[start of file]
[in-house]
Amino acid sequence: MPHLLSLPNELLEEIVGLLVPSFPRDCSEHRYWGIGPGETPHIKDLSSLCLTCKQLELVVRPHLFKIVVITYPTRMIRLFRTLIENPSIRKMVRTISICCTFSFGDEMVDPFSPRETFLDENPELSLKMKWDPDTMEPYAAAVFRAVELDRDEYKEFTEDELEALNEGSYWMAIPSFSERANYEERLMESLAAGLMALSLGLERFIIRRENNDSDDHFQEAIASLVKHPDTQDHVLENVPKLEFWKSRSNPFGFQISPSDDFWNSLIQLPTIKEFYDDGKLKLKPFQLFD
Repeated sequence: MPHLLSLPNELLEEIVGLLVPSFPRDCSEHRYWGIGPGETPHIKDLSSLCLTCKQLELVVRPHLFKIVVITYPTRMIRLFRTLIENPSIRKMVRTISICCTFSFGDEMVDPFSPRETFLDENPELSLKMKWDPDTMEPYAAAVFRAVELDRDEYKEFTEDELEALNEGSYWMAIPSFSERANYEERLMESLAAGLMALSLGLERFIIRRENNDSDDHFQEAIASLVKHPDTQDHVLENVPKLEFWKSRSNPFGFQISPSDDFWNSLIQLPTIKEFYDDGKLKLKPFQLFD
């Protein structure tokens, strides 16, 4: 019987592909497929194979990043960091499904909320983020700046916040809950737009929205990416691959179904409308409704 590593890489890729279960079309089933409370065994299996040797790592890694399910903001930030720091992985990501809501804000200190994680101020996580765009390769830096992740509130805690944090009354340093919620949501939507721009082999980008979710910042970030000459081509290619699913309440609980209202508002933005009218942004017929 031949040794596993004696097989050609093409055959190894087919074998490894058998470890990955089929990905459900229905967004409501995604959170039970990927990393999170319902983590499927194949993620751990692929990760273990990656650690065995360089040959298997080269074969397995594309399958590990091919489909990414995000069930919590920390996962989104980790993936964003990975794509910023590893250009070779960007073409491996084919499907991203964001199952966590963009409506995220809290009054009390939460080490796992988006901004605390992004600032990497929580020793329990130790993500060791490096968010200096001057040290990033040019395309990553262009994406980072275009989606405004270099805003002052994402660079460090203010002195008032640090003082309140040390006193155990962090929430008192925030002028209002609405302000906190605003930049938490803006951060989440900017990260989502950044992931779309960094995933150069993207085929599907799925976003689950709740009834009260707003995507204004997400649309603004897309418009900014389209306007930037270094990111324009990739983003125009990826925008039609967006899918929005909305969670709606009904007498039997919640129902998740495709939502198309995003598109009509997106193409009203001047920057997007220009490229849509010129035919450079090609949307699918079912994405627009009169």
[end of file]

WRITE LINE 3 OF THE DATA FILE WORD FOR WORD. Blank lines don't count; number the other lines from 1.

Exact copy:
Repeated sequence: MPHLLSLPNELLEEIVGLLVPSFPRDCSEHRYWGIGPGETPHIKDLSSLCLTCKQLELVVRPHLFKIVVITYPTRMIRLFRTLIENPSIRKMVRTISICCTFSFGDEMVDPFSPRETFLDENPELSLKMKWDPDTMEPYAAAVFRAVELDRDEYKEFTEDELEALNEGSYWMAIPSFSERANYEERLMESLAAGLMALSLGLERFIIRRENNDSDDHFQEAIASLVKHPDTQDHVLENVPKLEFWKSRSNPFGFQISPSDDFWNSLIQLPTIKEFYDDGKLKLKPFQLFD